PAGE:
Farideh Farhi writes for Muftah:
In many ways, in the twenty-two months since Barack Obama took office not much has changed in U.S.-Iran relations. With upcoming talks in early December, it is unlikely that changes in the status quo will occur in the interim. At this point, neither the location nor the agenda for talks have been set. There is also little goodwill on both sides. Nonetheless, there is a perceptible shift in the diplomatic winds between the two countries that may signal an end to this enduring saga, even if it may be slow in coming. Ironically, the change has much to do with the Obama Administration’s decision to play the last card short of military action, namely, “sanctions that bite”, as well as its declared refusal to settle for containment. As Defense Secretary Gates stated, “I don’t think we are ever prepared to talk about containing a nuclear Iran. Our view is that a nuclear Iran is unacceptable.”
With containment off the table, this final stage of sanctions assumes even greater importance and may force both sides into a settlement in the interest of avoiding military action. Although the Obama Administration continues to keep its cards closely guarded, the contours of an acceptable final agreement are clear. The Iranians would be allowed to keep some enrichment capabilities, whether in terms of a set number of centrifuges under increased international supervision or by linking the number of centrifuges to the actual amount of fuel needed by the Iranians (a number currently at zero as the only operational Iranian reactor, Bushehr, would run on Russian fuel). The Iranians also would commit to limit uranium enrichment to a maximum of 5% and would agree to a rigorous inspection regime by following through on their commitments to ratify the Additional Protocol to Iran’s Nuclear Non-Proliferation Treaty (NPT) Safeguards Agreement. This Additional Protocol, which expands the inspection authority the IAEA enjoys under a country’s existing NPT safeguards agreement, was signed by Iran in December 2003, implemented for a time voluntarily, but ultimately never ratified by the Iranian Parliament.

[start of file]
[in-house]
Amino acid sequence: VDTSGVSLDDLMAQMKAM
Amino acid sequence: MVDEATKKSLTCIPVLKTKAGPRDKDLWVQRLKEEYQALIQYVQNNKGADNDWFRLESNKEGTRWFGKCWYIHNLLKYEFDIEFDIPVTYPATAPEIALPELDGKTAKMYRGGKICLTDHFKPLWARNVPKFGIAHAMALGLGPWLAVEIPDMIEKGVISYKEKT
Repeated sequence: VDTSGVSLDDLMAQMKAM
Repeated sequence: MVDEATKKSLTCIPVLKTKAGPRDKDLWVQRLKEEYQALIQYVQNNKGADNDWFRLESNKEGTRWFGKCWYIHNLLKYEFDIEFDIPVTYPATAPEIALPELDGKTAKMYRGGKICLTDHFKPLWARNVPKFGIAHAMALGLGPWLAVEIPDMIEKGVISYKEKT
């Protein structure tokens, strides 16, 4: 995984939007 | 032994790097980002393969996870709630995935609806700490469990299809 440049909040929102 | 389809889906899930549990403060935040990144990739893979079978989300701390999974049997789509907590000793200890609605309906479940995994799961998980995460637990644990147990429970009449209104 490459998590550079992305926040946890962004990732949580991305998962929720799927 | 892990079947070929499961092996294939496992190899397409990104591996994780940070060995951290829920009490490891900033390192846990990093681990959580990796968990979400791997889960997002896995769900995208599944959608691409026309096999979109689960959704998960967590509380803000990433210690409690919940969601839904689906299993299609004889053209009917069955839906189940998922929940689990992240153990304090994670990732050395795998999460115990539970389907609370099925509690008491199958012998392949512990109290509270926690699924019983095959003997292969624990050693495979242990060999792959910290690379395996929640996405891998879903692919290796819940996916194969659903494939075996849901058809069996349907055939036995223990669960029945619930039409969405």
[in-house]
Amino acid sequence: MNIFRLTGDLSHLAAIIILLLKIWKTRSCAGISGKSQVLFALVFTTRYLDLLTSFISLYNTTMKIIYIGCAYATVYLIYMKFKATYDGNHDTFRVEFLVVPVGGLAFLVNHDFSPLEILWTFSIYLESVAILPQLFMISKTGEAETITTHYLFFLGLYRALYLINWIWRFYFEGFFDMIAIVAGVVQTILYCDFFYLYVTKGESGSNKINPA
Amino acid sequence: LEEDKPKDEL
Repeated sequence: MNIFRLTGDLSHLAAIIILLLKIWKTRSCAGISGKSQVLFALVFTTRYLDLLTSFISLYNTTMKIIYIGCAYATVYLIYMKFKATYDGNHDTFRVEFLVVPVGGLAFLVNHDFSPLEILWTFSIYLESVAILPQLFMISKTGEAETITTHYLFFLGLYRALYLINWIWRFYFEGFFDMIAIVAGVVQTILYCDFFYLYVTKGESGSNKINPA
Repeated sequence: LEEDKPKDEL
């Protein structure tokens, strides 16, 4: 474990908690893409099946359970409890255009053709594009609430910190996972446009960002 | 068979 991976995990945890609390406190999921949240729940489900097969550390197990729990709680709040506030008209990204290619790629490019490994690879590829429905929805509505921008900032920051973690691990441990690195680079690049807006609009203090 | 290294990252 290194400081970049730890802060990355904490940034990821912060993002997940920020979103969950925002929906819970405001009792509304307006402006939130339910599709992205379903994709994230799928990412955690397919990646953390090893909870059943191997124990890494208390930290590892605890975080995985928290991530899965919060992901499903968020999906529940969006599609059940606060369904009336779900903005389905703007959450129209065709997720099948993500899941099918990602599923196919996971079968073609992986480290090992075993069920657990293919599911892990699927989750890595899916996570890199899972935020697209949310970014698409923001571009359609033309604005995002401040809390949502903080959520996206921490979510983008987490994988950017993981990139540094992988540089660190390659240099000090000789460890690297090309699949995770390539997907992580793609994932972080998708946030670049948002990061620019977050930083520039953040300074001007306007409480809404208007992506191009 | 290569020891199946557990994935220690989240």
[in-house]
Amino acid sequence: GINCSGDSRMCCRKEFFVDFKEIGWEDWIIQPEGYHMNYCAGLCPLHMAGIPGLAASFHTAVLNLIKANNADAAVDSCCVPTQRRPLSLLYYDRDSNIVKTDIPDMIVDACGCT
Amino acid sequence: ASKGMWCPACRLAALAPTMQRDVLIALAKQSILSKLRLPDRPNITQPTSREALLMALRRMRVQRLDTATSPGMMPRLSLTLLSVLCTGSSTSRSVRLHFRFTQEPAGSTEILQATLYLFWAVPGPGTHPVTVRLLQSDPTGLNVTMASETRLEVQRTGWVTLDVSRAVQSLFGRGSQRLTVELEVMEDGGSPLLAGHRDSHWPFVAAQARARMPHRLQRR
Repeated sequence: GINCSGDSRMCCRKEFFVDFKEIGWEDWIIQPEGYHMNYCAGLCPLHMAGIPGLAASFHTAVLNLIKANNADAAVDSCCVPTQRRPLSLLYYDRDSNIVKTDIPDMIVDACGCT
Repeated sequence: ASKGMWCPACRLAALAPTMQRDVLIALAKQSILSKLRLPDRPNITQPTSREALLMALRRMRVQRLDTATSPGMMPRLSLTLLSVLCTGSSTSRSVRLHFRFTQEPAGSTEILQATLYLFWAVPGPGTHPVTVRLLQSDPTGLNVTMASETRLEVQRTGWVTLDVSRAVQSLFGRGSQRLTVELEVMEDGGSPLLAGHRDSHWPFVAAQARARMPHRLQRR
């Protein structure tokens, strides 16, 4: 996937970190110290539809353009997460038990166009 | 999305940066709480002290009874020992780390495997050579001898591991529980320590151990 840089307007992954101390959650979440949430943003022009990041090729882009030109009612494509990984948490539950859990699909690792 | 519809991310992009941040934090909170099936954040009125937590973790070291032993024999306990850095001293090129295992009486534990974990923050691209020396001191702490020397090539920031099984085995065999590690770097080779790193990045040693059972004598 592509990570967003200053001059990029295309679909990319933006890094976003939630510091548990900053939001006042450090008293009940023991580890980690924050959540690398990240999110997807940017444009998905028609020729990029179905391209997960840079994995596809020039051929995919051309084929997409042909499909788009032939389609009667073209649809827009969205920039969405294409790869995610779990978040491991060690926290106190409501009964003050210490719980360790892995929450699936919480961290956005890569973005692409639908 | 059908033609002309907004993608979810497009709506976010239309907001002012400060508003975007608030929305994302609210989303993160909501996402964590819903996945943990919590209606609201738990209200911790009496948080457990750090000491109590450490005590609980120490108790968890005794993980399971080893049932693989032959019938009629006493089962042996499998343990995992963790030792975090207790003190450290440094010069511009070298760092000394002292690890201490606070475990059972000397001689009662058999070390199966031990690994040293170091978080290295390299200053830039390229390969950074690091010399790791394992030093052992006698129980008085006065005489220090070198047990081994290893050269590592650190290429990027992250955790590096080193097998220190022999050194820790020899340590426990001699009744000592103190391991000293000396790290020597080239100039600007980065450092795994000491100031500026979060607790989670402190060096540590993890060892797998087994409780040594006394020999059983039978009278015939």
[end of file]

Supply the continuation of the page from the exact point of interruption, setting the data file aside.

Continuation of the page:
In the past, Iran has been open to intrusive inspections of its nuclear facilities and willing to limit uranium enrichment to 5%, though it has balked at any inspection regime that subjects it to obligations that are not exacted against other countries and that go beyond its obligations under the NPT. Nonetheless, the question remains as to whether the tactical maneuvers of the last year have effectively foreclosed the possibility of a negotiated agreement between the United States and Iran.
Both sides are caught in narratives developed not only to antagonize one another, but also to appease their respective domestic audiences. While Obama’s extension of an offer to Iran for direct negotiations without preconditions was initially promising, the U.S. government ultimately reverted to Bush Administration tactics, attempting to exploit Iran’s domestic weakness to obtain concessions in the international arena. Rather than success, however, this strategy has prompted the Iranian government to counter with strident rhetoric and increased domestic political repression, in the name of defending against foreign intervention in Iranian affairs. So far, the only thing that can be said with confidence about the failed nuclear negotiations is that the real losers in this political game of brinksmanship have been the Iranian, urban middle class and private sector, which have become increasingly unsettled and confused in the face of an economic pinch from abroad and political repression at home
Should they begin, the December talks may be able to shift U.S.-Iran relations back onto a positive track. For this to happen, however, will require that the United States and Iran put aside the bad blood and recent acrimony, and remember the strategic importance their improved relations will have for the Middle East region and beyond.